A rather radical interpretation of the story of The Prodigal Son, as told by Jesus, is that separation from God can in fact be a necessary means by wish to know his boundless grace and love. I say this from personal experience – my faith had become stale.
I just love how the son is surprised at his reception following his return. All the while he was away, he knew that he was in a state of rebellion against his father. He would have considered how his unrighteous behaviour would look dreadfully shameful to his righteous father. Just the decision to return would have been one fraught with angst and shame. How could a good father receive such a wicked son? Being reduced to a pitiful existence, he knew that he must return, but hung his head in self-disgust, expecting that his father’s wrath would bear upon him in discipline and disgrace.
Yet as we know, quite the opposite occurred. Upon witnessing his lost son, the father quickly called upon his family and servants to prepare a feast . Coming towards his father, the son slowly raises his sullen head in shame. Rather than rage with fury, the father’s eyes glisten with tears as he runs toward his son and embraces him with warmth and compassion. The son attempts to bring his contrition and confession to the father, and in humility submit himself as a lowly servant unworthy of the father’s love. The father would have nothing of it, but rather beckons his son back home to join in the celebration of his return.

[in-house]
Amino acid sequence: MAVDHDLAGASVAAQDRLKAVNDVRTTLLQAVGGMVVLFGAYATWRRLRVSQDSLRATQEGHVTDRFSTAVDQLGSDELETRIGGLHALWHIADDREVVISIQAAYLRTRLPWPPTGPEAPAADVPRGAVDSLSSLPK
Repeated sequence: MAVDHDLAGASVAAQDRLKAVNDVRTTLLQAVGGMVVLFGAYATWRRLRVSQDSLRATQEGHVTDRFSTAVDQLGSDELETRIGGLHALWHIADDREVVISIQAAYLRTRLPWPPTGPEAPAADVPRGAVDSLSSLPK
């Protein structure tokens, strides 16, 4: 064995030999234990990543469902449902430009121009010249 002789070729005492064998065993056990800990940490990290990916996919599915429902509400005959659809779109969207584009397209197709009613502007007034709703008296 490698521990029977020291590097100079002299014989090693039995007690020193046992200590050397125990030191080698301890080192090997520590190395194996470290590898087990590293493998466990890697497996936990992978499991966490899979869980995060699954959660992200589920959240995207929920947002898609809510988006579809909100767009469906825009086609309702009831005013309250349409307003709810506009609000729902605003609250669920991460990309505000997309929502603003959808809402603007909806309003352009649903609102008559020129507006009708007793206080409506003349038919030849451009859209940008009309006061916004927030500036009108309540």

The son would never have known the full extent of his father’s love had he not walked away in rebellion. In the same way, God’s love shines forth ever more brightly in the face of my rebellion, even in the face of my denial. Peter denied the Lord three times; surely his own faith in the love of God was exponentially strengthened as a result of the grace demonstrated in Christ’s forgiveness! Time and time again we resist God, we rebel against God, we walk away from God, we deny God. And yet his grace and love remain the same – he is the father who welcomes us back with open arms whenever we stray. We literally are lambs in the care of the Good Shepherd.
Another extraordinary fact of the story is in the other son, who despises his father’s grace and generosity towards the wayward son. “Why could you not show me such hospitality considering I’ve always been faithful to you?”, he cried. Now Jesus was speaking directly of the Pharisees here, moaning of his grace towards the ‘sinners’. We tend to have such a low view of this group, considering them amongst the most wicked in the gospels. Yet in this story, even the Pharisees are included in God’s love! The father does not reject his jealous son, but rather reminds him that his grace and goodness have been always at home, always close by.
What a story of inclusion! The picture could not have been clearer, of a father with infinitely large arms, ready to embrace all – the wayward and the stubborn – into bountiful grace and love.